Swanee - The Music of Stephen Foster
Produced by Joe WeedBack to Recordings


Why Stephen Foster in the 21st century? Biographer Ken Emerson says in Doodah! Stephen Foster and the Rise of American Popular Culture: “Stephen Foster is at the heart of the tangled, tortuous interchange between whites and blacks that both dishonors America and yet distinguishes its culture worldwide... Foster is so absorbed in the air that we breathe and in the airs that we hum...that an America without Foster is as unthinkable as an America without Whitman or Twain, without Louis Armstrong or George Gershwin.”

1. Oh, Susanna (2:54)
2. Glendy Burk (3:08)
3. Old Black Joe (3:15)
4. Farewell My Lilly Dear (3:41)
5. Camptown Races (3:32)
6. Gentle Annie (3:55)
7. Little Annie (2:40)
8. Angelina Baker (vocal) (2:31)
9. Angelina Baker (instrumental) (3:27)
10. My Old Kentucky Home (5:01)
11. Old Folks at Home (4:02)
12. Nelly Bly (3:10)
13. Hard Times Come Again No More (4:26)
14. Jeanie with the Light Brown Hair (2:45)
15. Nelly Was a Lady (3:37)
16. Beautiful Dreamer (3:09)

Copyright © 2000 by Joe Weed, All Rights Reserved

What they're saying...

"For those interested in American music, this is required listening." - The New York Post

"...these performances are some of the best recorded versions of Stephen Foster’s eternal melodies. For that reason alone, ‘Swanee’ richly deserves to be included in any serious collection of American music."
- Bluegrass Unlimited

"This is not only the best tribute to Foster’s music that I have ever heard, it is a strong and engaging piece of Americana in its own right." - Charles Wolfe

“Producer and guitarist Joe Weed ...  has released a stirring new collection of Foster songs, recorded with the help of folk’s finest, including Tim O’Brien, Laurie Lewis, Sarah Elizabeth Campbell, Joe Craven and Jay Ungar.  ... Weed and his collaborators handle these songs with the reverence they deserve.  The disc’s crystalline production and moving performances should make this the definitive Stephen Foster collection.” - Wallace Baine, Santa Cruz Sentinel May 31, 2001

See all reviews...
Liner Notes

This CD comes with a 20-page booklet about Foster's life and music. The booklet reflects the latest research about Foster and his life and place in American pop culture.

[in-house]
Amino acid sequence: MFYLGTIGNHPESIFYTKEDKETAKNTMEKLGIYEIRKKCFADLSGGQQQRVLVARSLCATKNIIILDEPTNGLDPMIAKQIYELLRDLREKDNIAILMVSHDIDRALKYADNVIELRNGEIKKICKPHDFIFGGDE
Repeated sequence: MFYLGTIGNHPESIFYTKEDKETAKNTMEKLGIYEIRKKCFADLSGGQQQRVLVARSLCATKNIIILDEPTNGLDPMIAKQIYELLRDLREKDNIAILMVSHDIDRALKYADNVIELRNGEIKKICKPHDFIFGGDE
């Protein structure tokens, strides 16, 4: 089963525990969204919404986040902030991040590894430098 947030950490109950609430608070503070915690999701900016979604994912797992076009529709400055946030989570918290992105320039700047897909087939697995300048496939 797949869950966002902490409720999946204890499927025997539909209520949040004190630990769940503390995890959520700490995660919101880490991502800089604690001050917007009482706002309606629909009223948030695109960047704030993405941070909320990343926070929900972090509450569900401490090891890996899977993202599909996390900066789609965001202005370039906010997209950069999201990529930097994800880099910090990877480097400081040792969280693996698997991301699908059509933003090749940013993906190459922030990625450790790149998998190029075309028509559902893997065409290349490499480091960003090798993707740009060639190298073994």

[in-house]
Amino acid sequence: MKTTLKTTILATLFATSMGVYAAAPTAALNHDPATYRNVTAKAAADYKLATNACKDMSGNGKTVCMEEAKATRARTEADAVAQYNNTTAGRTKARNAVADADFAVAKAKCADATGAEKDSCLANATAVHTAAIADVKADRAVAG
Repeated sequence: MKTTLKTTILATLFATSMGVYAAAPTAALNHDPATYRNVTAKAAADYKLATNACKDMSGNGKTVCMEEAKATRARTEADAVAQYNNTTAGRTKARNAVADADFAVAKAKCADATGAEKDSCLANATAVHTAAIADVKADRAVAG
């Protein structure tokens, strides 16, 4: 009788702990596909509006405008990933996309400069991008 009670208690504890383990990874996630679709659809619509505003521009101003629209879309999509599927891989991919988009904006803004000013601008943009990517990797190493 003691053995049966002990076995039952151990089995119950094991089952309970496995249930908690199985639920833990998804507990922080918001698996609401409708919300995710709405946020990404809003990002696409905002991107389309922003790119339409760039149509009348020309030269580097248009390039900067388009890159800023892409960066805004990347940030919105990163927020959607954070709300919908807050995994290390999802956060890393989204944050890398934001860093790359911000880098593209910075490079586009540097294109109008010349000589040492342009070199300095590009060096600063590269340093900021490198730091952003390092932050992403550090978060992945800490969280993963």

Foster was born on the 4th of July, 1826-- the day our new democracy turned 50, the same day that Thomas Jefferson and John Adams died. Times were hard. During Foster’s early years, his family’s living conditions declined. The universal themes Foster brought to his songs—longing for home and the pleasures of old friends and family—were painted firmly on his canvas by his own experiences.

At first, Foster wrote for minstrel shows, the ready venue for his music. But his middle class sensibility and compassion led him to try to elevate the medium. In a letter to minstrel leader E.P. Christy in 1852, Foster criticized the “trashy and really offensive words which belong to some songs of that [minstrel] order."  As Foster matured, he seldom reverted to the blackface dialect used in many of his early songs. Through the veil of the years, his political and racial biases are hard to discern, but some of his humanitarian credentials are unmistakable. His close friend Charles Shiras published an abolitionist newspaper. His wife’s father helped sponsor civil rights activist Martin Delaney at Harvard Medical School.

A stubborn loner, Foster pioneered an unheard-of career—professional songwriter. During his lifetime, and long after his death, his compositions seemed so quintessentially American that they were often assumed to be “traditional.”  His talent, regardless of the historical era in which it was first manifested, produced tunes that continue to amuse, inspire and trouble the conscience of our nation.


Special Thanks to: My family, Marti Kendall and Jeff and Katie Kendall-Weed; and in alphabetical order:
Marty and Johnnie Kay Atkinson; Bruce Bowers; Dr. Dale Cockrell; Christina Delaney; Diana Donnelly; Ken Emerson; Alice Heaton and the staff at My Old Kentucky Home State Park in Bardstown, KY; Rob and Jen Ickes; David Isenberg; Bruce Kaphan; Steve Palazzo; Dr. Deane Root and Kathryn Miller Haines at the Foster Hall Collection in the Center for American Music at the University of Pittsburgh; Dr. Martin C. “Pete” Striegel; Valinda Subic, Jon Kay, Elaine McGrath and the staff at the Stephen Foster State Folk Culture Center in White Springs, FL (on the Suwannee River); Dr. Charles Wolfe

Purchase CD

16 of Stephen Foster’s greatest songs, performed and sung by leading acoustic musicians.

Joe Weed: fiddle, guitar
Marty Atkinson: vocals, guitar
Norton Buffalo: harmonica
Sarah Elizabeth Campbell: vocals
Joe Craven: mandolin
Rob Ickes: dobro
Marti Kendall: cello, vocals
Steve Kritzer: vocals, mandolin
Laurie Lewis: vocals, guitar
Molly Mason: vocals, guitar
John Miller: guitar
Tim O'Brien: vocals
Todd Phillips: bass
John Reischman: mandolin
Beverly Smith: vocals
Tony Trischka: banjo
Jay Ungar: fiddle, vocals

Original sheet music cover for My Old Kentucky Home (1853)

For additional copies or information on obtaining other recordings by Joe Weed, please contact
Highland Records PO Box 554
Los Gatos, CA 95031-0554

Swanee River at dawn

Published by Jozone Music, BMI - a division of Highland Publishing Group
Recorded and Mixed at Highland Studio, Los Gatos, CA by Joe Weed
Tim O’Brien recorded by Joe Weed at Cliffie’s Walk-In, Nashville, TN
Jay Ungar and Molly Mason recorded by Joe Weed at West Hurley, NY by Joe Weed

Graphic Art Design: Dale Barcellos and Sandy Frye
Photography: Joe Weed and David Isenberg, Intrepid pilot for aerial photos
Photos of Joe Weed by Irene Young

Fiddle believed to have belonged to Stephen Foster